Sunday, July 21, 2019

Bill Branson On DEC’s Historic Rail Corridor Plans

remsen lake placid travel corridor mapThe DEC is again taking comments on the proposed latest DSEIS and the Remsen-Lake Placid travel corridor. The position of the Adirondack Scenic Railroad has never been anything but clear and, although we sued DEC and prevailed, it is not in that context that I again write.

Many factors influence the health, both economically and environmentally, of the population within the blue line. Additionally, as the Adirondacks are a tourist destination for many, it is NY residents and visitors from elsewhere who find themselves taking in what the region has to offer. It is well understood that the likelihood of any meaningful new road construction is quite low and that road congestion and pollution is considerable during much of the year. Witness the Rt. 73 parking mess.

Further, as Bob Stegeman of the DEC recently said: “How do we protect the tourist economy and not turn off people from coming here.” Quite a surprising and ironic notion while at the same time hoping to derail such a significant asset as the railroad which is both economically and environmentally favorable. The bigger picture would not just support but actually instruct that an existing rail asset be enhanced not constrained to accomplish the goals consistent with the Adirondack Park.

What agenda would inform any listener to minimize an existing business given the current conversation about traffic, parking, overuse, and demand as we are now experiencing? Ed Kanze’s recent letter to DEC outlines many of these considerations. More troubling is that the DEC employee who is charged with receiving public comments and deciding which are aired or not was also the author of the UMP found to be illegal by the court!

Hardly reassuring and couple that with the earlier freedom of information request from the APA comment period where written submissions were 60% favorable to rail or rail and trail and the notion of a fair and honest outcome becomes that much more doubtful. Fully 50,000 postcards submitted by paying passengers of the railroad in support of its mission were not considered but rather counted as one supportive letter!

More positively, the railroad has made a substantial commitment to the region in its acquisition of both a dining and dome car such as those seen in the mountains of the western United States. The dome car particularly, to be delivered this Fall, is one of only eight of its kind in this country. Its unique design further adds to its appeal and it will begin service in 2020 offering an exciting and new dimension for New Yorkers and visitors to the State.

The absence of common sense in this regard is breathtaking; why would anyone deny access to such an exciting tourist attraction when that is the primary means of income for the communities of the Adirondacks. When these cars come on line next year, a tourism adventure never seen in the mountains will initiate what is likely to be a new era of travel entertainment choices. Shouldn’t logic and sensibility win the day with such an obvious offering within the great Empire State? It becomes the responsibility of the public to be noisy about what is best for their communities and transportation methods such as those about to be introduced to the Adirondacks simply shouldn’t be ignored.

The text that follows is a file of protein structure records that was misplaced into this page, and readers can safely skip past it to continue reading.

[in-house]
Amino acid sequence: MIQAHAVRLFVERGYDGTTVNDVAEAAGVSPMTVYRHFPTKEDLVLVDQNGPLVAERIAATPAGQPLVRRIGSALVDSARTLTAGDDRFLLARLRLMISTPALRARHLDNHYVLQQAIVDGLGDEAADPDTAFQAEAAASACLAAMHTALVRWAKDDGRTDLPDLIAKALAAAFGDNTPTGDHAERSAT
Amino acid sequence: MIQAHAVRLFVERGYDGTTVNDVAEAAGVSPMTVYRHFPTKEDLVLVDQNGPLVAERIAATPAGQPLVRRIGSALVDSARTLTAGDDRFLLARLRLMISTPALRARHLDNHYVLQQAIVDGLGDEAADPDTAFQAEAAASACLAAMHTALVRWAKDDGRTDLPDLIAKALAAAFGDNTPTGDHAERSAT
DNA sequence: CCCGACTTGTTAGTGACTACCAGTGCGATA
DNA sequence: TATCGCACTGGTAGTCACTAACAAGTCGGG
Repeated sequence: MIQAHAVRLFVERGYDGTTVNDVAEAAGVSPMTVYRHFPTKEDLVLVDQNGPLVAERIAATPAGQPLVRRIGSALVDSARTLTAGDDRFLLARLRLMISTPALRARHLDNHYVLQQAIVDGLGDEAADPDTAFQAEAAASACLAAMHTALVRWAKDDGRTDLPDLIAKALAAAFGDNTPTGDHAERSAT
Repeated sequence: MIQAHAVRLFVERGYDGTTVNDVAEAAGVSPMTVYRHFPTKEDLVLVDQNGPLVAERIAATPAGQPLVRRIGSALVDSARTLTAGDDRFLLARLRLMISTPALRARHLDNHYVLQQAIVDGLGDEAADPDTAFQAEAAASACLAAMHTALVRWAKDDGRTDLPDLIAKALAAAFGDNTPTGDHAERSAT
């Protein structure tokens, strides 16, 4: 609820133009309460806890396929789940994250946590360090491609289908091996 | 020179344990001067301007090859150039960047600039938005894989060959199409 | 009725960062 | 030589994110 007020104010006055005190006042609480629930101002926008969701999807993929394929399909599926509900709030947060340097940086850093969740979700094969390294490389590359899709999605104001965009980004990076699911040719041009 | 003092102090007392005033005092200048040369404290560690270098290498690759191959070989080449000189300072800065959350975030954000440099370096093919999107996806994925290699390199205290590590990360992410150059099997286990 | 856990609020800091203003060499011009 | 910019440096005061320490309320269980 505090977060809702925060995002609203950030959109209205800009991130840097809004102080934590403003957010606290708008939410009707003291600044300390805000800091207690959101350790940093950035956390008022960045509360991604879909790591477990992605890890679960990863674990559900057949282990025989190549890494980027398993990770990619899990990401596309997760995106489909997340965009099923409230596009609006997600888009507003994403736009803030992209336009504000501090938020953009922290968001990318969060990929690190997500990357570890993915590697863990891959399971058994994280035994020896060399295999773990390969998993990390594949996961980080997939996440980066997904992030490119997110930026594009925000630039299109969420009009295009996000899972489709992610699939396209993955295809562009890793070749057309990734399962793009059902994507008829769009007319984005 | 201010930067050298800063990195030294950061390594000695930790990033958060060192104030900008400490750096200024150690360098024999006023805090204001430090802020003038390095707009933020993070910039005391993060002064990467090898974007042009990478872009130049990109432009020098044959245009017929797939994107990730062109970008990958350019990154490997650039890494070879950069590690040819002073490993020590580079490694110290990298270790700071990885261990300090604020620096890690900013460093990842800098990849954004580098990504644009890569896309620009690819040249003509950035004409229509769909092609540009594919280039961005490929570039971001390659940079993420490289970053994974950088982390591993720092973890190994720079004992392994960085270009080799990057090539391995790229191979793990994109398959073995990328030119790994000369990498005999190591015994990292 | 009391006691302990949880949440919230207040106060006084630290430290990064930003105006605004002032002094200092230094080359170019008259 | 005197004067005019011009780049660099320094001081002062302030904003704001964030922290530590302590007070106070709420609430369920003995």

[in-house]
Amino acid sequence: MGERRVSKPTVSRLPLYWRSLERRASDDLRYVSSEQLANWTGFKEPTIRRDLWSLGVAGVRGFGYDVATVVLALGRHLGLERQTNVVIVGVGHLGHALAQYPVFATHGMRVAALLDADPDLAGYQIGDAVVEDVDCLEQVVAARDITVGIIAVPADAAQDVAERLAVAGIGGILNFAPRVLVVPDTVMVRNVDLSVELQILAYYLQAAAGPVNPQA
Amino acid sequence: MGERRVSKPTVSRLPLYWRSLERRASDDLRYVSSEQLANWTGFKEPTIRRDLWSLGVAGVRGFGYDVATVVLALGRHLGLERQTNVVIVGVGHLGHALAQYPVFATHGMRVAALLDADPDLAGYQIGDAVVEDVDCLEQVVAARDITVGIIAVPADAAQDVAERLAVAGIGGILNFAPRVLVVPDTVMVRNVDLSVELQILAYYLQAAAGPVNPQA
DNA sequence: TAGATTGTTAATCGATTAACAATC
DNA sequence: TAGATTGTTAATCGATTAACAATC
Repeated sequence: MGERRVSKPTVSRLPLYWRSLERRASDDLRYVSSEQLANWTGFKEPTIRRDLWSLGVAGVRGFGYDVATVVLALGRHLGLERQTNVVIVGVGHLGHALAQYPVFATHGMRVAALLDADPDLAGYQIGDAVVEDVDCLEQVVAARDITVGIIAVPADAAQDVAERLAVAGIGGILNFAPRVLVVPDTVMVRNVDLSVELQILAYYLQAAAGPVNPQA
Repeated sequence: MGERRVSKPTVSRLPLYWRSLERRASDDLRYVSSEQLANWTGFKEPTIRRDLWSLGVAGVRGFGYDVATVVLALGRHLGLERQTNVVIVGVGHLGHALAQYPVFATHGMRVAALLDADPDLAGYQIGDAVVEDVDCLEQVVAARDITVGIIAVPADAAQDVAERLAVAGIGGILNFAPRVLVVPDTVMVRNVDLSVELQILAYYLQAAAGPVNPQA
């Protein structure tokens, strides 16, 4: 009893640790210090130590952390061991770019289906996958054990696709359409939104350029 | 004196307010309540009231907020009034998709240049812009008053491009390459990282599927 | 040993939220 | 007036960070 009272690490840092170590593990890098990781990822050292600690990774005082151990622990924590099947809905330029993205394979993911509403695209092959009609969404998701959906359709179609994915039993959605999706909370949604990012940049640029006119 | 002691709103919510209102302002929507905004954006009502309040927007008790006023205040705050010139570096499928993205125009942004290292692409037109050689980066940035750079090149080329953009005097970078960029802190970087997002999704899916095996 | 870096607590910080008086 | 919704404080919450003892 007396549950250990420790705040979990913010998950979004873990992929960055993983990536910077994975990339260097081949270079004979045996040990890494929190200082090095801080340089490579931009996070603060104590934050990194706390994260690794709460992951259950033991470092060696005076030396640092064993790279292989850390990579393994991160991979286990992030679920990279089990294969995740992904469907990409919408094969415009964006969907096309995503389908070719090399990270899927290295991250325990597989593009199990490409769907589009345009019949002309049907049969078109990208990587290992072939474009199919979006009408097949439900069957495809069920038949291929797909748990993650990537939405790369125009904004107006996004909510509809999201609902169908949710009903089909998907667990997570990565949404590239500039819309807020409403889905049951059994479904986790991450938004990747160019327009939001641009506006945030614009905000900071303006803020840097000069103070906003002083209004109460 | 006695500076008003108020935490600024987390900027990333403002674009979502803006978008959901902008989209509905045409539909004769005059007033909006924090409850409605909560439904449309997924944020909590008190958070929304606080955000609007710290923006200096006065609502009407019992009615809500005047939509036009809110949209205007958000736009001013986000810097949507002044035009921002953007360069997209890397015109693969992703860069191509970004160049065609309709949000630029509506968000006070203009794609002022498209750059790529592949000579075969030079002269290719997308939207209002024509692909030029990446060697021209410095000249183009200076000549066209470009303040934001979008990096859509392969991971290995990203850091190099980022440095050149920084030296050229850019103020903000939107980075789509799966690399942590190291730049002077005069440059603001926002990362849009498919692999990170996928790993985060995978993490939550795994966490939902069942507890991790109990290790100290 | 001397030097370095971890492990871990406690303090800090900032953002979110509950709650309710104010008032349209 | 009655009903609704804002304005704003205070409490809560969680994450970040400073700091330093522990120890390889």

Sadly, the very agencies that were created to advocate for the Adirondacks have become politicized to the extent that they are unrecognizable from the image of their earliest creation and in this mutation are hobbled in their charge to represent the interests of the people and the environment. Further, it would seem that only those in decision making positions get done those missions which are important to themselves while not necessarily speaking to the greater good.

The recent letter in the Adirondack Almanack (June 27, 2019, by Peter Bauer) concerning the APA underscores that the wishes of the ADK residents and merchants are conflicted by interventions and considered only when they are in lockstep with the greater political theme.

It is my hope that reason can be introduced to the debate and that common sense decisions about tourism and the physical asset of the Adirondacks will once again guide and inform policy makers.

Map of Remsen-Lake Placid Travel Corridor courtesy DEC.

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Bill Branson is Board President of the not-for-profit Adirondack Railway Preservation Society, Inc., which operates the Adirondack Scenic Railroad. In 2013 he retired from a Fortune 500 investment company where he had been a director.

75 Responses

  1. McCulley says:

    What color is the sky in this world? .

    • Keith Gorgas says:

      I’ve got a question for all the underlying land owners from Lake Placid though Ray Brook, Saranac Lake, Harrietstown, Lake Clear , How I Pond, and on to Tupper Lake: Do you really want your properties bisected by a 100ft wide swath of Forever Wild State Land? If the rails are removed,and the trail is built, without land owners asserting their legal ownership of their land, they will lose 100 ft wide of their property, Forever, to NY State. They must allow the trees to grow up, blocking their lakefront views. They become subject to all APA restrictions regarding proximity to State Land. The trail will be a 10 ft wide liorlt maintained stone dust (known carcinogen) strip thru state land. Don’t believe me? Read the conclusions of the 1996 UMP